What's your camera, MidtownGuy? Make and model plus relevant specifications please.

October 3rd, 2006, 08:55 AM
But you did see the Pantheon -- which is to me the most amazing space.

When I was living in Rome I would often find the time in my day to go there -- it always seemed to give me a great sense of peace.

October 3rd, 2006, 12:02 PM
thanks ablarc for your compliments on my sense of composition but I must admit that my technical skills frustrate me. I'm still a beginner in that regard, and basically learning through trial and error. I've just recently begun exploring photography (maybe 2 years ago I bought my first camera).
Is it a superior camera?..:o well I'm hoping to possess such an instrument soon, but the the one I'm using for these photos is just OK. It's a Kodak CX7530, very inexpensive digital with 5 megapixel res and only 3x optical zoom.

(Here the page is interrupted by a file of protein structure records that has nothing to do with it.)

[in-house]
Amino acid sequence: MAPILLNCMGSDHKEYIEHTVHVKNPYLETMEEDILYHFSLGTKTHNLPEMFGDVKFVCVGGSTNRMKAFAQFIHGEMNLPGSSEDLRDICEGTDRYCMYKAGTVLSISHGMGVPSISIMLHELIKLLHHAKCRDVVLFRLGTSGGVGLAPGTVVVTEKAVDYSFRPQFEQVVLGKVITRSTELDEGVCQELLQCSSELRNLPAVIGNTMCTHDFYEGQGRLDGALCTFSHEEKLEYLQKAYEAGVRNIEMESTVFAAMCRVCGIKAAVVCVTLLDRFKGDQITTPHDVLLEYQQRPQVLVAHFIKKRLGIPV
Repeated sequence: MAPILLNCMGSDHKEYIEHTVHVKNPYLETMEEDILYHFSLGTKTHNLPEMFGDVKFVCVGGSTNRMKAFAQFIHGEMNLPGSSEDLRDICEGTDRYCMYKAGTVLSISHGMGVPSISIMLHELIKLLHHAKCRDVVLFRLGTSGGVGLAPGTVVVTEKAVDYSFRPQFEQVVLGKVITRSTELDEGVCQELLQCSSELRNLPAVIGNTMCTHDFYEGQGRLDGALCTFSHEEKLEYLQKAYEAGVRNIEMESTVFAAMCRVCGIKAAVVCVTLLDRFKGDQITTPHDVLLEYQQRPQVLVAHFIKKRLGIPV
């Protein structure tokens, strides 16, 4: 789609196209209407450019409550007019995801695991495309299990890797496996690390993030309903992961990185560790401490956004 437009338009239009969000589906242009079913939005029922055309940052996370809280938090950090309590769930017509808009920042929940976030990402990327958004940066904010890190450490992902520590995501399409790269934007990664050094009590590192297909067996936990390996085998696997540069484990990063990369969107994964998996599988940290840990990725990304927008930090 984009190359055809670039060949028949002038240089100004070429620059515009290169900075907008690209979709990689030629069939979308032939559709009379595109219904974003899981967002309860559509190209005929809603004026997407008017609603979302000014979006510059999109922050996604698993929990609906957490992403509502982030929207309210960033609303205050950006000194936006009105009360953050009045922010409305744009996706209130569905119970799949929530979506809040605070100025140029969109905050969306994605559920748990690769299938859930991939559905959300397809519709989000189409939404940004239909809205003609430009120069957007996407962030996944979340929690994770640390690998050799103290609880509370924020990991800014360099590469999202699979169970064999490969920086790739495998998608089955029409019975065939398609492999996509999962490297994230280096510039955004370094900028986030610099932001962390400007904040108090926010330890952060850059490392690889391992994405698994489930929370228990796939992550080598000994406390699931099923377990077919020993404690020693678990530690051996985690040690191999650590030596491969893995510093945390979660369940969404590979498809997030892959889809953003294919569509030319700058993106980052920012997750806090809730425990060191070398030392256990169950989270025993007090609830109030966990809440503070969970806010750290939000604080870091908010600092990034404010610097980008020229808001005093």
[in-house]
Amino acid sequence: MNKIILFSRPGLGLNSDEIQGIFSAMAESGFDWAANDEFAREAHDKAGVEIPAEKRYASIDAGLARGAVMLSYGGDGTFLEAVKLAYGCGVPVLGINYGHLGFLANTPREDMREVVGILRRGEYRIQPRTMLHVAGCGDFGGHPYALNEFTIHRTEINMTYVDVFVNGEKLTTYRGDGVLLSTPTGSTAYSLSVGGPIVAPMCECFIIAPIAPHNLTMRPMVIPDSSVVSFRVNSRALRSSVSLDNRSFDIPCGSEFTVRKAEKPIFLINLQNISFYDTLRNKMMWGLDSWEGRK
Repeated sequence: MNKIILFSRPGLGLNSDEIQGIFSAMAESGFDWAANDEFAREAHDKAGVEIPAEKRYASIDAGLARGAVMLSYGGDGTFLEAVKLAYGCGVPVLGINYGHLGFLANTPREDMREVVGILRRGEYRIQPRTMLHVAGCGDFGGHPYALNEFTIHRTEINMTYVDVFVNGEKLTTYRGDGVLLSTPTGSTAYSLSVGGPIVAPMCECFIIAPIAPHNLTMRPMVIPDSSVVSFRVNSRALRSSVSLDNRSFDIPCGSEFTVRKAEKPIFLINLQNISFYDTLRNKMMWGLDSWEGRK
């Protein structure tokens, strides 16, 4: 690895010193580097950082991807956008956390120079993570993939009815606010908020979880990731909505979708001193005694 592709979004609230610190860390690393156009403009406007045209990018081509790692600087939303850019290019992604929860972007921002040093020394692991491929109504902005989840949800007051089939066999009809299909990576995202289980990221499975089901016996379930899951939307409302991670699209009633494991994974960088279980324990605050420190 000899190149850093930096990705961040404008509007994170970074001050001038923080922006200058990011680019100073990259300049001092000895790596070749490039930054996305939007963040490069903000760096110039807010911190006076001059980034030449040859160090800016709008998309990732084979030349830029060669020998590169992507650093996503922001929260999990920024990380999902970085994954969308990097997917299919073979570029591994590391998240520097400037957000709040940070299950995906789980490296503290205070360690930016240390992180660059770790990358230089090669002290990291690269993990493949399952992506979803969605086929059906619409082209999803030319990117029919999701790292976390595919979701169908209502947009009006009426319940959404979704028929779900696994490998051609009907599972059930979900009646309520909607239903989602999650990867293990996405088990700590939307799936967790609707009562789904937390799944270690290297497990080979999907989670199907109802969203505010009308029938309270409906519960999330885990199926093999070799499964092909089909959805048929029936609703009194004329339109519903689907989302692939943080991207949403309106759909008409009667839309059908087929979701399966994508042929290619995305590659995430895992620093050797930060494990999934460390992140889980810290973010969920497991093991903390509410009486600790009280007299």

I love taking pictures. I've started fantasizing about getting serious and work toward putting a book together, after a lot more practice and when I've managed to get equipment with great zoom, focus and ability to shoot wide angles. For now I'll keep doing my design work, and that'll finance my experimentation. You all will be my test audience as I grow :)

I have to say, thanks for all of the encouragement!!

October 3rd, 2006, 12:15 PM
All the more impressive considering you're using such a "beginner" camera, if I can call it that. I recently bought a Samsung 7-megapixel, and haven't even come close to getting the kind of clarity and contrast of some of your pics.

By the way, I think the staircase pic is my favorite.

October 3rd, 2006, 01:01 PM